Issue #10075 has been updated by Matthew Kerwin.


Eric Hodel wrote:
> I have changed this to a doc bug, the behavior does not surprise me, I expect it to behave as it does.

It surprised me. The operation it performs appears to be "resolve relative" [1], but, like OP, from the name alone I'd have expected "concatenate with separators".

I think the case could be made that either/both operation could be called "join", but I think there's a better name for both. Anyway, better documentation would resolve the issue.

[1] http://tools.ietf.org/html/rfc3986#section-5.2

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Bug #10075: URI#join needs documentation of its behavior
https://bugs.ruby-lang.org/issues/10075#change-47943

* Author: John Feminella
* Status: Open
* Priority: Normal
* Assignee:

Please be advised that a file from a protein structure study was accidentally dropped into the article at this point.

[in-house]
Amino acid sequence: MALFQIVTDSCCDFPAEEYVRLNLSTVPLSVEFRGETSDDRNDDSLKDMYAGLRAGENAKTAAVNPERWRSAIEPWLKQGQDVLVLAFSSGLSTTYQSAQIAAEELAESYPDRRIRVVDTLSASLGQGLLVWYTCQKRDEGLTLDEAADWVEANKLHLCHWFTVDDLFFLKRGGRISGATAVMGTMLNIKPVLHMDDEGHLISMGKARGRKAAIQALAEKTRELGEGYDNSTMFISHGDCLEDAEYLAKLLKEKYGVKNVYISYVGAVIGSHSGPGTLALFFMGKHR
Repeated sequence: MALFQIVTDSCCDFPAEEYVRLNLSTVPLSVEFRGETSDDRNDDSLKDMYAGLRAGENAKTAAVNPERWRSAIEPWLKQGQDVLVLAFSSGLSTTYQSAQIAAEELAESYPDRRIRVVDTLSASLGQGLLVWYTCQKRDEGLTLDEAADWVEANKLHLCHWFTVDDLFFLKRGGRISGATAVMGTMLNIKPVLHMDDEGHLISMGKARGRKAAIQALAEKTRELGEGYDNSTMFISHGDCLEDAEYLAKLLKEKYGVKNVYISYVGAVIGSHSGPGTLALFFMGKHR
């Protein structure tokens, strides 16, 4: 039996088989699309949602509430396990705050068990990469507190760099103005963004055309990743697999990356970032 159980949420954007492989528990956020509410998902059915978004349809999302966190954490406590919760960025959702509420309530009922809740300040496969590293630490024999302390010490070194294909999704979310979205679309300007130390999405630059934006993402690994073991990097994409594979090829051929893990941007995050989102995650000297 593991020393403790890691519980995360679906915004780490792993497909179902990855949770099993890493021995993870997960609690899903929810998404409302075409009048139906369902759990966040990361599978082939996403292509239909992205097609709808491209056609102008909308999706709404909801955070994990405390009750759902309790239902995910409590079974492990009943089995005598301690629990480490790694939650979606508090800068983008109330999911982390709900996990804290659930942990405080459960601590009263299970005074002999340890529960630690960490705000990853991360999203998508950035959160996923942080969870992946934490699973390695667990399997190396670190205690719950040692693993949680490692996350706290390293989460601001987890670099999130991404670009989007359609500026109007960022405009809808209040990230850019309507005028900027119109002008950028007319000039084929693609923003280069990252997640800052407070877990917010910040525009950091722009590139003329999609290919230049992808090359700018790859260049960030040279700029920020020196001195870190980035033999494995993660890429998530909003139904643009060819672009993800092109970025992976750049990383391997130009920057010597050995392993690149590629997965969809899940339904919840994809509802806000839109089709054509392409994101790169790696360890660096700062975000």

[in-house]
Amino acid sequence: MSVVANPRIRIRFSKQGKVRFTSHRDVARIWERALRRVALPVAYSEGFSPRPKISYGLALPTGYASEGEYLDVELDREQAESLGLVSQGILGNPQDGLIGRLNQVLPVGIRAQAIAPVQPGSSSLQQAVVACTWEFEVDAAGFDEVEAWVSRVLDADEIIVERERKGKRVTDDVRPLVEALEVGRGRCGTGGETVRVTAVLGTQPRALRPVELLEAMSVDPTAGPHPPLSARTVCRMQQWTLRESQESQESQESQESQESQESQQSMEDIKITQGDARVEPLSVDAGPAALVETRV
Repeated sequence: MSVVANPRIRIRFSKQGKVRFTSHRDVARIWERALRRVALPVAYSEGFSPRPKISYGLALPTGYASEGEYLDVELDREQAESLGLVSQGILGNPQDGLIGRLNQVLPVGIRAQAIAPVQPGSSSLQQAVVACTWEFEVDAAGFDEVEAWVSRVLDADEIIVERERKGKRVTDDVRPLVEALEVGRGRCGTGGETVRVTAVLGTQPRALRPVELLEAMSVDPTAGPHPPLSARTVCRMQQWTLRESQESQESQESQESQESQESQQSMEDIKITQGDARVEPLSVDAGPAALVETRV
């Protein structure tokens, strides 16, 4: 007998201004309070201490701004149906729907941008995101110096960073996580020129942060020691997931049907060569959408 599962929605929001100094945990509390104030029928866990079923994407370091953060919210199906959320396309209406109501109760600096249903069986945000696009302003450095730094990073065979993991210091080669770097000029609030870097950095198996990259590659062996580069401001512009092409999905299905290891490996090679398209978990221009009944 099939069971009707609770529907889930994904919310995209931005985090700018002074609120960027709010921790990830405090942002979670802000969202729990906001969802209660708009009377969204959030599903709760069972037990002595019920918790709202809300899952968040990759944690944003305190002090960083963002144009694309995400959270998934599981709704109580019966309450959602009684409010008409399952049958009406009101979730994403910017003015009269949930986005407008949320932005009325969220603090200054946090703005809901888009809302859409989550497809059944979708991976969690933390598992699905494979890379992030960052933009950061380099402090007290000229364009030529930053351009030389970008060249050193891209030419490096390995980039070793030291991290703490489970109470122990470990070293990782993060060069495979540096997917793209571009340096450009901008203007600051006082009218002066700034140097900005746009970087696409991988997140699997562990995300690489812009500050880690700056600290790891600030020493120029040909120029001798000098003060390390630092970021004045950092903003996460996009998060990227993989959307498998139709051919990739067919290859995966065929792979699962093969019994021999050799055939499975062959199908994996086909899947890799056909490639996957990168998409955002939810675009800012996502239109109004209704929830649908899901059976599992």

* Category: doc
* Target version: 
* ruby -v: ruby 2.1.2p95 (2014-05-08 revision 45877) [x86_64-linux]
* Backport: 2.0.0: UNKNOWN, 2.1: UNKNOWN
----------------------------------------
The [documentation](http://www.ruby-doc.org/stdlib-2.1.2/libdoc/uri/rdoc/URI.html#method-c-join) for `URI.join` says:

> "Joins URIs."

Let's look at what a similar `join` method [documentation](http://www.ruby-doc.org/core-2.1.2/File.html#method-c-join) says, on `File`:

> Returns a new string formed by joining the strings using File::SEPARATOR.

That seems pretty clear. Indeed, we get:

~~~
File.join 'path', 'to', 'join'
# => "path/to/join"
~~~

which is what we expected. What do we get if we try the natural `URI` equivalent?

~~~
> URI.join('http://example.com', 'foo', 'bar')
~~~

We probably expect something like:

~~~
# => "http://example.com/foo/bar"
~~~

but we'll actually get

~~~
# => "http://example.com/bar"
~~~

This seems surprising and counterintuitive, even if it matches the documentation behavior, because the documentation doesn't explain why that's the case. I think if Ruby is going to be surprising in that way, it needs to explain that to users in the documentation.



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